New Canada law has Meta blocking News

This decision is a response to a recent Canadian law mandating tech firms to compensate news sources for the usage of their content

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Meta, the parent company overseeing Facebook and Instagram, has initiated the blocking of news articles on its social networking platforms within Canada.

This decision is a response to a recent Canadian law mandating tech firms to compensate news sources for the usage of their content. Meta revealed in a blog post on Tuesday that this alteration will be implemented gradually over the forthcoming weeks. Consequently, content from both local Canadian news outlets and international sources on Facebook and Instagram will be concealed from Canadian users.

Canada enacted the Online News Act in June, aligning with the global trend among various governments to compel major social media corporations to remunerate news entities. This legislation mandates that platforms and search engines engage in negotiations with news publishers to secure licenses for their content.

Meta had previously signaled its intention to restrict access to news due to the Canadian law. In its blog post, the company stated that the Online News Act inaccurately represents the value that news outlets receive when opting to use Meta’s platforms.

The post argued, “The legislation is based on the incorrect premise that Meta benefits unfairly from news content shared on our platforms, when the reverse is true.” It contended that news outlets willingly share content to expand their audiences. Meta claimed that its platforms had generated traffic for publishers valued at over 230 million Canadian dollars in a 12-month period leading to April 2022.

Pascale St-Onge, Canada’s Minister for Canadian Heritage, criticized Meta’s actions as “irresponsible.” She lamented that the company would rather block users from accessing quality local news than fairly compensate news organizations. St-Onge conveyed this sentiment via a Twitter statement and emphasized that the Canadian government would uphold the newly enacted legislation.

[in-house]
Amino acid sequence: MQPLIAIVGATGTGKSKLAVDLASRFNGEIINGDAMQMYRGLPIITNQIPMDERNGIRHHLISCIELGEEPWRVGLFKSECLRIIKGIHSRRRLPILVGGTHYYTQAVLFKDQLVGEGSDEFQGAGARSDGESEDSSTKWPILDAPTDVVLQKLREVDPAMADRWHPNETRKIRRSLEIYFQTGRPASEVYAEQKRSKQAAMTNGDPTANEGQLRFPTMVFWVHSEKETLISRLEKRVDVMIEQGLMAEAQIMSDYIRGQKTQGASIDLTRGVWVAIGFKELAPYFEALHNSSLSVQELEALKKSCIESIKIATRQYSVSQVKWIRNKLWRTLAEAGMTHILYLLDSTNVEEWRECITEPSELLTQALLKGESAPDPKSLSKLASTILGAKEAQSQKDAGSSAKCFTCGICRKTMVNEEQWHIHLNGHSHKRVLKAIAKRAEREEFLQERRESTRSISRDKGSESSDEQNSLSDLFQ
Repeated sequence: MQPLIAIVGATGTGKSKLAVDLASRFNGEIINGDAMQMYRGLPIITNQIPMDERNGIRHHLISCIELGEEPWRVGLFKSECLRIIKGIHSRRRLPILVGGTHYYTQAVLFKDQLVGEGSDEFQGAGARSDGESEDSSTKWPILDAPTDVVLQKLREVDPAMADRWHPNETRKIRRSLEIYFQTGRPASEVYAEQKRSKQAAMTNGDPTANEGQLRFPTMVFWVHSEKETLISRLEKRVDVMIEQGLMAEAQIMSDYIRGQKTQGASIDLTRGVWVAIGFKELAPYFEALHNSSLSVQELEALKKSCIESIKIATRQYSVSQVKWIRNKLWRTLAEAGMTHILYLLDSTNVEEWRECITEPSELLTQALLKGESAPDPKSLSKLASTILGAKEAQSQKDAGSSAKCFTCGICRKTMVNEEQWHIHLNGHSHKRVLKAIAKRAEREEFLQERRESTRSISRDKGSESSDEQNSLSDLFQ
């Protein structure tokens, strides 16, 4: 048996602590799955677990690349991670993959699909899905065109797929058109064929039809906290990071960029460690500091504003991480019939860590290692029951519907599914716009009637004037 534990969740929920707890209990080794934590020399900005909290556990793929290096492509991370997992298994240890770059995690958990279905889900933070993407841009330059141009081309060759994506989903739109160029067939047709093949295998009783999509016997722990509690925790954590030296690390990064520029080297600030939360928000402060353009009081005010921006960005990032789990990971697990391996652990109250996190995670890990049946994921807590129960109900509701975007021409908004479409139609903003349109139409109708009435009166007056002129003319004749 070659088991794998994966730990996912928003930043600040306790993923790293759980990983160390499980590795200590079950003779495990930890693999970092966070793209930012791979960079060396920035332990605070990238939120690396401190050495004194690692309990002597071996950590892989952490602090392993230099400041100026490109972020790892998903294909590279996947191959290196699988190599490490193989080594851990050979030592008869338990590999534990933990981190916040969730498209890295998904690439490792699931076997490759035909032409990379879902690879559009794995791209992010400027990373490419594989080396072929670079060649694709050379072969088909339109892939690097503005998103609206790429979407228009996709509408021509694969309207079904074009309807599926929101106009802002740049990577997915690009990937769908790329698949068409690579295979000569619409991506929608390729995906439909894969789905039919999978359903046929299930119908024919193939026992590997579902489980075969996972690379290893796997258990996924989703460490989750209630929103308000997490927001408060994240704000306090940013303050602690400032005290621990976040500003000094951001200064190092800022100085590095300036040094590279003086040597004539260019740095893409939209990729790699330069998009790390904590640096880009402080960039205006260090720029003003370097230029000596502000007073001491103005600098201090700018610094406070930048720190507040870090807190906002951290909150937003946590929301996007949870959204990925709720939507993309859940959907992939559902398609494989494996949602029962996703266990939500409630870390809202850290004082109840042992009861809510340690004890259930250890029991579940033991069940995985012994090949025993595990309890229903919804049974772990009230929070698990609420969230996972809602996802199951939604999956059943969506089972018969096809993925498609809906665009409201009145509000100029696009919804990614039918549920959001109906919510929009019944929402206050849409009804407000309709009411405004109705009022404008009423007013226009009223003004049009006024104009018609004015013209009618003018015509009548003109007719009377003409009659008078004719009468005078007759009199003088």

St-Onge also suggested that Facebook’s actions could set a precedent for other nations, such as New Zealand, the United Kingdom, and the United States.

Similarly, Google has also announced its intention to eliminate links to local Canadian news content. Kent Walker, Google’s President of Global Affairs, denounced the Online News Act as “unworkable” and stated it exposed the company to unlimited financial liability by obligating payment for displaying news links. Google conveyed its intention to the Canadian government that it would eliminate news links and discontinue its Google News Showcase product upon the law’s enforcement.

The Canadian law draws inspiration from Australia’s 2021 legislation, which was the first of its kind. Meta had briefly blocked news links in Australia before eventually reaching an agreement and lifting the ban.

Although California lawmakers contemplated a bill mandating tech giants to remunerate news entities, it was reported last month that the bill had been postponed for a year. Meta has vigorously opposed this bill, known as the California Journalism Preservation Act.